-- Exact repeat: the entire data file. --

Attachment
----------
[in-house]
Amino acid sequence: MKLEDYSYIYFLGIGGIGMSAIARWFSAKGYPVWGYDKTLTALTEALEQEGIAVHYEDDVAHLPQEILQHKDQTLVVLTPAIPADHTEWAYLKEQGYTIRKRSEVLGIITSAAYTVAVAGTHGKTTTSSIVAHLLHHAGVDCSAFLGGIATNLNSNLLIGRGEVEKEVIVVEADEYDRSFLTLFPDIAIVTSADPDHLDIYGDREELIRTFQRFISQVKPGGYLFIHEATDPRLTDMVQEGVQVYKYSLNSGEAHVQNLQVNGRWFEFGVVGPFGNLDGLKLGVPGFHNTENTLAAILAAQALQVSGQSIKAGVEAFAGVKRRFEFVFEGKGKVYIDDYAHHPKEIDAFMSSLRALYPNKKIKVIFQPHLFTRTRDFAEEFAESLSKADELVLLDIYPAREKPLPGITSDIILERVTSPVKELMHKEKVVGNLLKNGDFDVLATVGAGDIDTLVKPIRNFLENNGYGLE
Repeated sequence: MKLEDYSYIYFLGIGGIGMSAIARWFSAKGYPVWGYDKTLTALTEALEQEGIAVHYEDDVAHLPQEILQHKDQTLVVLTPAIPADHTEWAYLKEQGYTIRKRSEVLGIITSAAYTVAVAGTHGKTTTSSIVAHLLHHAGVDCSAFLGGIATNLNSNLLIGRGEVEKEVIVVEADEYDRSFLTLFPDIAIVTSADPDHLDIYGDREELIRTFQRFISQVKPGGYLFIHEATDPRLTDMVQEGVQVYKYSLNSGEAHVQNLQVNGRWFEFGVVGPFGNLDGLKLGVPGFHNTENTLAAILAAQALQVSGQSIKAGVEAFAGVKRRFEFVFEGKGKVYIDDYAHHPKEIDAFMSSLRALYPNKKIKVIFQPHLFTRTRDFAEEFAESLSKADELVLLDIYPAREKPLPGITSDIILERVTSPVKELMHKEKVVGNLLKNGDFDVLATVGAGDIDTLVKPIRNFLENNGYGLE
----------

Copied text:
[in-house]
Amino acid sequence: MKLEDYSYIYFLGIGGIGMSAIARWFSAKGYPVWGYDKTLTALTEALEQEGIAVHYEDDVAHLPQEILQHKDQTLVVLTPAIPADHTEWAYLKEQGYTIRKRSEVLGIITSAAYTVAVAGTHGKTTTSSIVAHLLHHAGVDCSAFLGGIATNLNSNLLIGRGEVEKEVIVVEADEYDRSFLTLFPDIAIVTSADPDHLDIYGDREELIRTFQRFISQVKPGGYLFIHEATDPRLTDMVQEGVQVYKYSLNSGEAHVQNLQVNGRWFEFGVVGPFGNLDGLKLGVPGFHNTENTLAAILAAQALQVSGQSIKAGVEAFAGVKRRFEFVFEGKGKVYIDDYAHHPKEIDAFMSSLRALYPNKKIKVIFQPHLFTRTRDFAEEFAESLSKADELVLLDIYPAREKPLPGITSDIILERVTSPVKELMHKEKVVGNLLKNGDFDVLATVGAGDIDTLVKPIRNFLENNGYGLE
Repeated sequence: MKLEDYSYIYFLGIGGIGMSAIARWFSAKGYPVWGYDKTLTALTEALEQEGIAVHYEDDVAHLPQEILQHKDQTLVVLTPAIPADHTEWAYLKEQGYTIRKRSEVLGIITSAAYTVAVAGTHGKTTTSSIVAHLLHHAGVDCSAFLGGIATNLNSNLLIGRGEVEKEVIVVEADEYDRSFLTLFPDIAIVTSADPDHLDIYGDREELIRTFQRFISQVKPGGYLFIHEATDPRLTDMVQEGVQVYKYSLNSGEAHVQNLQVNGRWFEFGVVGPFGNLDGLKLGVPGFHNTENTLAAILAAQALQVSGQSIKAGVEAFAGVKRRFEFVFEGKGKVYIDDYAHHPKEIDAFMSSLRALYPNKKIKVIFQPHLFTRTRDFAEEFAESLSKADELVLLDIYPAREKPLPGITSDIILERVTSPVKELMHKEKVVGNLLKNGDFDVLATVGAGDIDTLVKPIRNFLENNGYGLE